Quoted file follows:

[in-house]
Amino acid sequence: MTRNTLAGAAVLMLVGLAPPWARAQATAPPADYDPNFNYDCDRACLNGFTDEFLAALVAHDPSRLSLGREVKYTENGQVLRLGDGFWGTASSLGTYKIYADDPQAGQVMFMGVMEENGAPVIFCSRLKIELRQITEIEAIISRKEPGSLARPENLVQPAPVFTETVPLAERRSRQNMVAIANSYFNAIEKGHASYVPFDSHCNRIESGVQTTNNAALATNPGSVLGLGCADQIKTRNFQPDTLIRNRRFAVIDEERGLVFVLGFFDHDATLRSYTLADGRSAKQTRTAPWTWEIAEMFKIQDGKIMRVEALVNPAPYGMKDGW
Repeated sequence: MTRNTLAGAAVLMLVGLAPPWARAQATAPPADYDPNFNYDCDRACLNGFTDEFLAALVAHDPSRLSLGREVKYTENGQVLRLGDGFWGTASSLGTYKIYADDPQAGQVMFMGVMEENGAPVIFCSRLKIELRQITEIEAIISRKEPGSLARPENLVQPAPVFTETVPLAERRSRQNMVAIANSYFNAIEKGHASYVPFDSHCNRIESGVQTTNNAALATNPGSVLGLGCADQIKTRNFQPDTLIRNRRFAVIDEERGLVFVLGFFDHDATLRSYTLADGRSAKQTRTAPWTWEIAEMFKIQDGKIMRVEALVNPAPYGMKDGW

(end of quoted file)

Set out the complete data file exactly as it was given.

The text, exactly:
[in-house]
Amino acid sequence: MTRNTLAGAAVLMLVGLAPPWARAQATAPPADYDPNFNYDCDRACLNGFTDEFLAALVAHDPSRLSLGREVKYTENGQVLRLGDGFWGTASSLGTYKIYADDPQAGQVMFMGVMEENGAPVIFCSRLKIELRQITEIEAIISRKEPGSLARPENLVQPAPVFTETVPLAERRSRQNMVAIANSYFNAIEKGHASYVPFDSHCNRIESGVQTTNNAALATNPGSVLGLGCADQIKTRNFQPDTLIRNRRFAVIDEERGLVFVLGFFDHDATLRSYTLADGRSAKQTRTAPWTWEIAEMFKIQDGKIMRVEALVNPAPYGMKDGW
Repeated sequence: MTRNTLAGAAVLMLVGLAPPWARAQATAPPADYDPNFNYDCDRACLNGFTDEFLAALVAHDPSRLSLGREVKYTENGQVLRLGDGFWGTASSLGTYKIYADDPQAGQVMFMGVMEENGAPVIFCSRLKIELRQITEIEAIISRKEPGSLARPENLVQPAPVFTETVPLAERRSRQNMVAIANSYFNAIEKGHASYVPFDSHCNRIESGVQTTNNAALATNPGSVLGLGCADQIKTRNFQPDTLIRNRRFAVIDEERGLVFVLGFFDHDATLRSYTLADGRSAKQTRTAPWTWEIAEMFKIQDGKIMRVEALVNPAPYGMKDGW